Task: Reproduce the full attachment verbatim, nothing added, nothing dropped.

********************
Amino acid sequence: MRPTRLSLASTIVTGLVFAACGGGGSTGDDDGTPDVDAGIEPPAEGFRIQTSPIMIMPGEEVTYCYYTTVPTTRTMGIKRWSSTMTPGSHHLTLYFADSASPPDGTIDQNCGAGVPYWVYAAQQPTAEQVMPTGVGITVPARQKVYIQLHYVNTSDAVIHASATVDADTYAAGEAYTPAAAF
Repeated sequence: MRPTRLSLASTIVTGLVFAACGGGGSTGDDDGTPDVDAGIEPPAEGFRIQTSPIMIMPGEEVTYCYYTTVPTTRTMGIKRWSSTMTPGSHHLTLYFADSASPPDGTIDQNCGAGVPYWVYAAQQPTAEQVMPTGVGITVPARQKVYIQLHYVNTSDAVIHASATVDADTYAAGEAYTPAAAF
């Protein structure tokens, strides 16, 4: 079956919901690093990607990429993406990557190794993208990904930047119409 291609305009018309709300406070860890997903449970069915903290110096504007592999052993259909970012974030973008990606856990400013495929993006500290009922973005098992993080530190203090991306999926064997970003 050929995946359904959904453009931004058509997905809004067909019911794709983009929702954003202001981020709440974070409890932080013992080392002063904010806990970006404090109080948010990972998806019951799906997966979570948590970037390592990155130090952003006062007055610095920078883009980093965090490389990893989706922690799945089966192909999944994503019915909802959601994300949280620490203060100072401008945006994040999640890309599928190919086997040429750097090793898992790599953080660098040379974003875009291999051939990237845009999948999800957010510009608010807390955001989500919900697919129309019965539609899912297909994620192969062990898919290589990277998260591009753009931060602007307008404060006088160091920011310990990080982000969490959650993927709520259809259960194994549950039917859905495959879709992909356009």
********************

Amino acid sequence: MRPTRLSLASTIVTGLVFAACGGGGSTGDDDGTPDVDAGIEPPAEGFRIQTSPIMIMPGEEVTYCYYTTVPTTRTMGIKRWSSTMTPGSHHLTLYFADSASPPDGTIDQNCGAGVPYWVYAAQQPTAEQVMPTGVGITVPARQKVYIQLHYVNTSDAVIHASATVDADTYAAGEAYTPAAAF
Repeated sequence: MRPTRLSLASTIVTGLVFAACGGGGSTGDDDGTPDVDAGIEPPAEGFRIQTSPIMIMPGEEVTYCYYTTVPTTRTMGIKRWSSTMTPGSHHLTLYFADSASPPDGTIDQNCGAGVPYWVYAAQQPTAEQVMPTGVGITVPARQKVYIQLHYVNTSDAVIHASATVDADTYAAGEAYTPAAAF
């Protein structure tokens, strides 16, 4: 079956919901690093990607990429993406990557190794993208990904930047119409 291609305009018309709300406070860890997903449970069915903290110096504007592999052993259909970012974030973008990606856990400013495929993006500290009922973005098992993080530190203090991306999926064997970003 050929995946359904959904453009931004058509997905809004067909019911794709983009929702954003202001981020709440974070409890932080013992080392002063904010806990970006404090109080948010990972998806019951799906997966979570948590970037390592990155130090952003006062007055610095920078883009980093965090490389990893989706922690799945089966192909999944994503019915909802959601994300949280620490203060100072401008945006994040999640890309599928190919086997040429750097090793898992790599953080660098040379974003875009291999051939990237845009999948999800957010510009608010807390955001989500919900697919129309019965539609899912297909994620192969062990898919290589990277998260591009753009931060602007307008404060006088160091920011310990990080982000969490959650993927709520259809259960194994549950039917859905495959879709992909356009």